About 30 years ago, Richard Feynman identified the fundamental limitation of the classical model of computation in solving many-body problems, and pioneered the idea of quantum simulation where quantum systems are simulated by other controllable quantum systems. There are two categories of quantum simulation, namely analog and digital. The former requires the engineering of dedicated devices for simulating specific systems. An example is the use of atomic gases trapped in optical lattices to simulate the (Bose-)Hubbard model.
On the other hand, digital quantum simulation is based on the circuit model of quantum computation, and is universal for simulating both quantum and classical systems. However, many questions about the potential of digital quantum simulation are still open. In this talk, based on the currently known methods, I will review the kinds of simulation problems that can be solved efficiently or inefficiently with a quantum computer, and highlight the results we have obtained in recent years.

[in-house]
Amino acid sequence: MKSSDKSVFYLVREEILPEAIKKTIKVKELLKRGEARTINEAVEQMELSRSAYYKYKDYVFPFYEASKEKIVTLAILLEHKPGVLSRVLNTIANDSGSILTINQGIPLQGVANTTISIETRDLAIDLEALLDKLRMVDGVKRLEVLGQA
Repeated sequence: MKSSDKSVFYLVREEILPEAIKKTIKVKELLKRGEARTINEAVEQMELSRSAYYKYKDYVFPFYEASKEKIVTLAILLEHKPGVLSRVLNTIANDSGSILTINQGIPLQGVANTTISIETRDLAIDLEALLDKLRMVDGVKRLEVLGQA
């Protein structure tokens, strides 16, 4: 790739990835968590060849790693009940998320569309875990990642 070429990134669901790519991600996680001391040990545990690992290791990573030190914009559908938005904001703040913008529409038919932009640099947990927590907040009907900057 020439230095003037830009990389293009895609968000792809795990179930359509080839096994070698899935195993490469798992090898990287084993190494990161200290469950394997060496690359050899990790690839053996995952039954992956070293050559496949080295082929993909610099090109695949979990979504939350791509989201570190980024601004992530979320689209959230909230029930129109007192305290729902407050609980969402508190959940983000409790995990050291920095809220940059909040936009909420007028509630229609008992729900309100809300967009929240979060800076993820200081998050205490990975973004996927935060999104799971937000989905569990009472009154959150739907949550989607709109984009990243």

I earned my BSc and MPhil in physics from the Chinese University of Hong Kong in respectively 2002 and 2004. I continued my PhD study in physics at the University of Illinois at Urbana-Champaign and finished in 2009. After that I started my postdoc career at the department of chemistry and chemical biology of Harvard University until now. My recent research interest includes various topics in quantum information science, such as quantum simulation and quantum communication. I am also interested in the realization of quantum algorithms through collaborations with experimentalists.